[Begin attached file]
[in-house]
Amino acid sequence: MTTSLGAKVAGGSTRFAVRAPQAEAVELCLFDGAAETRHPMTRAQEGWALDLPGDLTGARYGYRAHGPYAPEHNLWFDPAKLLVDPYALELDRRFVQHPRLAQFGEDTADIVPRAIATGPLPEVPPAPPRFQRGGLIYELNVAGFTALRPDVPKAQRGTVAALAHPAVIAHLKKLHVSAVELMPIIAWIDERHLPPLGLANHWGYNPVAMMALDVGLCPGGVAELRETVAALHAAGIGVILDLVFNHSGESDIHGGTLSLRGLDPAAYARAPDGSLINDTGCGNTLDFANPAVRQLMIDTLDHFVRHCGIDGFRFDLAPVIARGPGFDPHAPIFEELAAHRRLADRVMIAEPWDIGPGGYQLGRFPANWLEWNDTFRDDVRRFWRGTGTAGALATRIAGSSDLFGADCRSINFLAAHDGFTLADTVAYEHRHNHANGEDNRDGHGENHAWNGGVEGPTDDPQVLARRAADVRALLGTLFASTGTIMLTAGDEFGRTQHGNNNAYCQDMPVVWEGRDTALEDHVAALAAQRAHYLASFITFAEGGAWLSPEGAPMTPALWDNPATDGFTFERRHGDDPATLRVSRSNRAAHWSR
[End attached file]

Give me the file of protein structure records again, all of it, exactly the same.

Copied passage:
[in-house]
Amino acid sequence: MTTSLGAKVAGGSTRFAVRAPQAEAVELCLFDGAAETRHPMTRAQEGWALDLPGDLTGARYGYRAHGPYAPEHNLWFDPAKLLVDPYALELDRRFVQHPRLAQFGEDTADIVPRAIATGPLPEVPPAPPRFQRGGLIYELNVAGFTALRPDVPKAQRGTVAALAHPAVIAHLKKLHVSAVELMPIIAWIDERHLPPLGLANHWGYNPVAMMALDVGLCPGGVAELRETVAALHAAGIGVILDLVFNHSGESDIHGGTLSLRGLDPAAYARAPDGSLINDTGCGNTLDFANPAVRQLMIDTLDHFVRHCGIDGFRFDLAPVIARGPGFDPHAPIFEELAAHRRLADRVMIAEPWDIGPGGYQLGRFPANWLEWNDTFRDDVRRFWRGTGTAGALATRIAGSSDLFGADCRSINFLAAHDGFTLADTVAYEHRHNHANGEDNRDGHGENHAWNGGVEGPTDDPQVLARRAADVRALLGTLFASTGTIMLTAGDEFGRTQHGNNNAYCQDMPVVWEGRDTALEDHVAALAAQRAHYLASFITFAEGGAWLSPEGAPMTPALWDNPATDGFTFERRHGDDPATLRVSRSNRAAHWSR